Still too far back?

In 1947, as the British sought to extricate themselves from the land they took in war from the Ottoman Turks, the fledgling United Nations offered the original two-state solution.

At the time the population in the affected area was roughly two-thirds Arab, one-third Jewish.

The Jews were unhappy with their allotment (a majority of the land but much of it in the Negev Desert) but accepted the proposal.

Arab leaders unhappy with their portion rejected both the partition plan and the idea of an eventual Jewish nation in Palestine.

In 1948, Israel declared its independence, followed almost immediately by war with the Arab nations, in which Israel captured far more land than had been allotted in the U.N. plan.

What the Jews celebrate, the Palestinians call the "nakba," or catastrophe.

In the months leading up to the war, several hundred thousand Arabs fled their homes, beginning the refugee issue that persists today.

Debate continues over the degree to which they were forced out by the Jews or encouraged by their own leaders to leave, expecting to return when the Jews were defeated.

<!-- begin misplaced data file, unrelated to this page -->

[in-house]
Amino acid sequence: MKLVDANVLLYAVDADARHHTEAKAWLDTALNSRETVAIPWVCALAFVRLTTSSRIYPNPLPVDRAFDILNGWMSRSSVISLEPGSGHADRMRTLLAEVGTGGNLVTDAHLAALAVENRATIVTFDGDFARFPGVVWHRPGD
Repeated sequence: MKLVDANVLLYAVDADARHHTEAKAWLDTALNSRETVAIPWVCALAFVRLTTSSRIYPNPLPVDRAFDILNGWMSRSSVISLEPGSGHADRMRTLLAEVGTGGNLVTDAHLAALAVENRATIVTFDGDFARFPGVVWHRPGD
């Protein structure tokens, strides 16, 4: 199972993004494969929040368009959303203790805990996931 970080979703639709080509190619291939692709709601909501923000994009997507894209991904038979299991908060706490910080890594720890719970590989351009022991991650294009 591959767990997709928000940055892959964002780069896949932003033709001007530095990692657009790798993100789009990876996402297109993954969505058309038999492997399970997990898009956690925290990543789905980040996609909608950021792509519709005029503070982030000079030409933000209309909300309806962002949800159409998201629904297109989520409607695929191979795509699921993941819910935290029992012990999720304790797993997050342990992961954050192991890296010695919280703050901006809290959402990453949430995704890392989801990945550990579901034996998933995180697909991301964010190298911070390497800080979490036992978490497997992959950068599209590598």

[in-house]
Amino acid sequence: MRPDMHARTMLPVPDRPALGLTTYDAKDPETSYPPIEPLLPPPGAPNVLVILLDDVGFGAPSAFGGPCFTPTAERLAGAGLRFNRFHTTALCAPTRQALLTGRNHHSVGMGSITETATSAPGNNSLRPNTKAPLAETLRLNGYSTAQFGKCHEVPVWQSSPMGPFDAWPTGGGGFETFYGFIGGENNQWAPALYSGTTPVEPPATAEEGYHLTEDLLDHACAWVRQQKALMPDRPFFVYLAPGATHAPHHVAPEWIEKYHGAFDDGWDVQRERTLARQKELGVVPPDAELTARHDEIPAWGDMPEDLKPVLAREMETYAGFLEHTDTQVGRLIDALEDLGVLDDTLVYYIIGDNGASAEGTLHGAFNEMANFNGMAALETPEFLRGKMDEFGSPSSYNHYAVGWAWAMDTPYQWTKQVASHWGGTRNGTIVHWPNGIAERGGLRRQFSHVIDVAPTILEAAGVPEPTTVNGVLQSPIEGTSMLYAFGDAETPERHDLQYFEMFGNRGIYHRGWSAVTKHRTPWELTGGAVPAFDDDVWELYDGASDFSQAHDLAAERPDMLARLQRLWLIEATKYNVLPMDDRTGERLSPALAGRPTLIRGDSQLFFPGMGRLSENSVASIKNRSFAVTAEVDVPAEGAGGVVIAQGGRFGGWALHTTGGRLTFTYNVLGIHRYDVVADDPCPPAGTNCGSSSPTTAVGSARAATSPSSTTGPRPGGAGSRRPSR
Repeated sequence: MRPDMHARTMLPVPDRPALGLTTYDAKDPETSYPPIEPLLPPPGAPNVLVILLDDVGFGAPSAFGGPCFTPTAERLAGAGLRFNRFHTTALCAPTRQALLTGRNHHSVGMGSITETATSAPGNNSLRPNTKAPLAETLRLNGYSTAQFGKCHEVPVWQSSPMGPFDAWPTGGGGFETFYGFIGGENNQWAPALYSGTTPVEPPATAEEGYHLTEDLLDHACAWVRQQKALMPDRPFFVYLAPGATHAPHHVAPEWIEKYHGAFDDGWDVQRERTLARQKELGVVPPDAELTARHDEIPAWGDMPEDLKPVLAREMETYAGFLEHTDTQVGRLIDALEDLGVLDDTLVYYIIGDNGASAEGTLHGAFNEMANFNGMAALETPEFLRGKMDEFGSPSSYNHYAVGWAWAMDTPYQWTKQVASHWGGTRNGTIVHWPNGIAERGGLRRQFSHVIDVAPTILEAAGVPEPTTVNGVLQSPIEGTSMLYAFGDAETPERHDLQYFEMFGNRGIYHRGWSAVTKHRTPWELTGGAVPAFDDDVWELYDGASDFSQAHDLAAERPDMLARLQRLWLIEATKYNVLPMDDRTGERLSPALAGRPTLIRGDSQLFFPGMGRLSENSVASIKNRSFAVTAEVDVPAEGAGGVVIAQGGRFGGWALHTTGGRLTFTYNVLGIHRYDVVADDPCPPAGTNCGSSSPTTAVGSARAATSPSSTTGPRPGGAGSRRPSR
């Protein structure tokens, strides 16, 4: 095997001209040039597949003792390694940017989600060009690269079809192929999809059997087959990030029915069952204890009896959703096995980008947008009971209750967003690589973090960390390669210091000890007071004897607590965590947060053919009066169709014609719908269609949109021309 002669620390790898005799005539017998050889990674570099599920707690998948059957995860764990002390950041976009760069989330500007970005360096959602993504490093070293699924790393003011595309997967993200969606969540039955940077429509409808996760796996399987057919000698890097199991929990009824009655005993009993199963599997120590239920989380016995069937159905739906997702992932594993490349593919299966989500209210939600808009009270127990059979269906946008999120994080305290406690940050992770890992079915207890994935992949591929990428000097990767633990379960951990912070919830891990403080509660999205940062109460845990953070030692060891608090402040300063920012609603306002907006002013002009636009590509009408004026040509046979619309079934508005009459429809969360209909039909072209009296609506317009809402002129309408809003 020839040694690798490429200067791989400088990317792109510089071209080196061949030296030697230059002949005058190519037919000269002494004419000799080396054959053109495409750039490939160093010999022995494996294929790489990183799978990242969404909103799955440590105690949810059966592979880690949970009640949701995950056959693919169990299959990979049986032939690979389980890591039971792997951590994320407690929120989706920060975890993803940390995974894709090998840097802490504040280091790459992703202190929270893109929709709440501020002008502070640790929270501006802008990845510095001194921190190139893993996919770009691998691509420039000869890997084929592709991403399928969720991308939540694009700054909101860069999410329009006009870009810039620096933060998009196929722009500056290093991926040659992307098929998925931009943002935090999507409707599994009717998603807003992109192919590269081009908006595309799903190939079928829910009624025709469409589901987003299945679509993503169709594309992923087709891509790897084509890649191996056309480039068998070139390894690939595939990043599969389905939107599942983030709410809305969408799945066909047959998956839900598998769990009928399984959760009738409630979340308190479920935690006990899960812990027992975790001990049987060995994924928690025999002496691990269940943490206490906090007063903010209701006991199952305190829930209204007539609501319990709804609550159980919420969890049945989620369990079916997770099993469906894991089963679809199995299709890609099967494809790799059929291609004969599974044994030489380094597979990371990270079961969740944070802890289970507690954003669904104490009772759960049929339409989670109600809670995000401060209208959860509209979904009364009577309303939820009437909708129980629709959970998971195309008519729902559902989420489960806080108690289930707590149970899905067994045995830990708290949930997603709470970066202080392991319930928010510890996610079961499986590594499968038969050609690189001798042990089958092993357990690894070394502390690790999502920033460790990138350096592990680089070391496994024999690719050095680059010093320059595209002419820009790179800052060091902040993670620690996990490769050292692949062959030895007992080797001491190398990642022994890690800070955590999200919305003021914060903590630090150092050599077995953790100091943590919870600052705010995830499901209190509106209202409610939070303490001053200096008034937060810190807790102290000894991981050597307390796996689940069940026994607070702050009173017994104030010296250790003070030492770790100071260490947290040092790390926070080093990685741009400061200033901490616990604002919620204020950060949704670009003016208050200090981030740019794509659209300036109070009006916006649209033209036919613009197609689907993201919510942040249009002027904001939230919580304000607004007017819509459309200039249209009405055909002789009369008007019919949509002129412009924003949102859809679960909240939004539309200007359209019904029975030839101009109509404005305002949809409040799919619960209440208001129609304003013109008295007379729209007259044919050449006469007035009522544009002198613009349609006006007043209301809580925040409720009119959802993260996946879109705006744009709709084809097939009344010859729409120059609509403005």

In the months and years following the war, several hundred thousand Jews left their homes in Arab nations, the majority settling in Israel.

 
 
Not recent enough?

In the 1967 "Six-Day War," Israel conquered the Sinai Peninsula, the Gaza strip, the West Bank (as in the West Bank of the Jordan River), the eastern half of Jerusalem and the Golan Heights.

(For purposes of this piece, we'll call the Gaza Strip "Gaza," as distinct from Gaza City.)

Egypt had controlled the Gaza since 1948.

Now it became Israel's headache.

In a relatively small strip of land along the Mediterranean Sea (25 miles long and 4-7 miles wide, slightly more than twice the size of Washington, D.C.) was a rapidly growing Arab population (then approximately 280,000, now an estimated 1.5 million people), living in what politely could be referred to as squalor.